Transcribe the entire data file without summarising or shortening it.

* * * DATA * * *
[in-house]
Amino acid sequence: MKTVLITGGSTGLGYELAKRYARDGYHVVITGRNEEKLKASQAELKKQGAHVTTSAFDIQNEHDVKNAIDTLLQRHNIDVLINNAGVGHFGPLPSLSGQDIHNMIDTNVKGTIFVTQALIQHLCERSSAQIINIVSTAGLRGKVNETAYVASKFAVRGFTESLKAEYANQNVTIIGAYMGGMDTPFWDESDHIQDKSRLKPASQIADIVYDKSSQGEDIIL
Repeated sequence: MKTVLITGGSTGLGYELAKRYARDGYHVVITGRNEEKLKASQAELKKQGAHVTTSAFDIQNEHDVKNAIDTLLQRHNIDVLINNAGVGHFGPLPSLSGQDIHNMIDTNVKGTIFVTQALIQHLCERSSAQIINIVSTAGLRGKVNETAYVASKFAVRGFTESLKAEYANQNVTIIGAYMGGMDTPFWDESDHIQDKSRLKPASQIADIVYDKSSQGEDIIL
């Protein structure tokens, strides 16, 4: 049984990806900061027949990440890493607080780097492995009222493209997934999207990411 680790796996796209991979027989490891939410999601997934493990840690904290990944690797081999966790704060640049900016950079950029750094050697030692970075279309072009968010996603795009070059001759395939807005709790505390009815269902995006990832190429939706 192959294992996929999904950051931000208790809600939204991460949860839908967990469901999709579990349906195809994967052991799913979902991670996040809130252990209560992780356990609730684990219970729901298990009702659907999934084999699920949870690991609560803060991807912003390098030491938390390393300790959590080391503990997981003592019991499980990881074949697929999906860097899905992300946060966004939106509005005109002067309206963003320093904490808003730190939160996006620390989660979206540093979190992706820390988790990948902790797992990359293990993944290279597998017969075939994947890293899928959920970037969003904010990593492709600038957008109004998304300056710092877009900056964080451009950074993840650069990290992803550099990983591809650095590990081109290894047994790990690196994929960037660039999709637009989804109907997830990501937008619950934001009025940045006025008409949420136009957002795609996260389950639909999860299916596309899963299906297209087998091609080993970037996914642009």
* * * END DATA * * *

[in-house]
Amino acid sequence: MKTVLITGGSTGLGYELAKRYARDGYHVVITGRNEEKLKASQAELKKQGAHVTTSAFDIQNEHDVKNAIDTLLQRHNIDVLINNAGVGHFGPLPSLSGQDIHNMIDTNVKGTIFVTQALIQHLCERSSAQIINIVSTAGLRGKVNETAYVASKFAVRGFTESLKAEYANQNVTIIGAYMGGMDTPFWDESDHIQDKSRLKPASQIADIVYDKSSQGEDIIL
Repeated sequence: MKTVLITGGSTGLGYELAKRYARDGYHVVITGRNEEKLKASQAELKKQGAHVTTSAFDIQNEHDVKNAIDTLLQRHNIDVLINNAGVGHFGPLPSLSGQDIHNMIDTNVKGTIFVTQALIQHLCERSSAQIINIVSTAGLRGKVNETAYVASKFAVRGFTESLKAEYANQNVTIIGAYMGGMDTPFWDESDHIQDKSRLKPASQIADIVYDKSSQGEDIIL
């Protein structure tokens, strides 16, 4: 049984990806900061027949990440890493607080780097492995009222493209997934999207990411 680790796996796209991979027989490891939410999601997934493990840690904290990944690797081999966790704060640049900016950079950029750094050697030692970075279309072009968010996603795009070059001759395939807005709790505390009815269902995006990832190429939706 192959294992996929999904950051931000208790809600939204991460949860839908967990469901999709579990349906195809994967052991799913979902991670996040809130252990209560992780356990609730684990219970729901298990009702659907999934084999699920949870690991609560803060991807912003390098030491938390390393300790959590080391503990997981003592019991499980990881074949697929999906860097899905992300946060966004939106509005005109002067309206963003320093904490808003730190939160996006620390989660979206540093979190992706820390988790990948902790797992990359293990993944290279597998017969075939994947890293899928959920970037969003904010990593492709600038957008109004998304300056710092877009900056964080451009950074993840650069990290992803550099990983591809650095590990081109290894047994790990690196994929960037660039999709637009989804109907997830990501937008619950934001009025940045006025008409949420136009957002795609996260389950639909999860299916596309899963299906297209087998091609080993970037996914642009």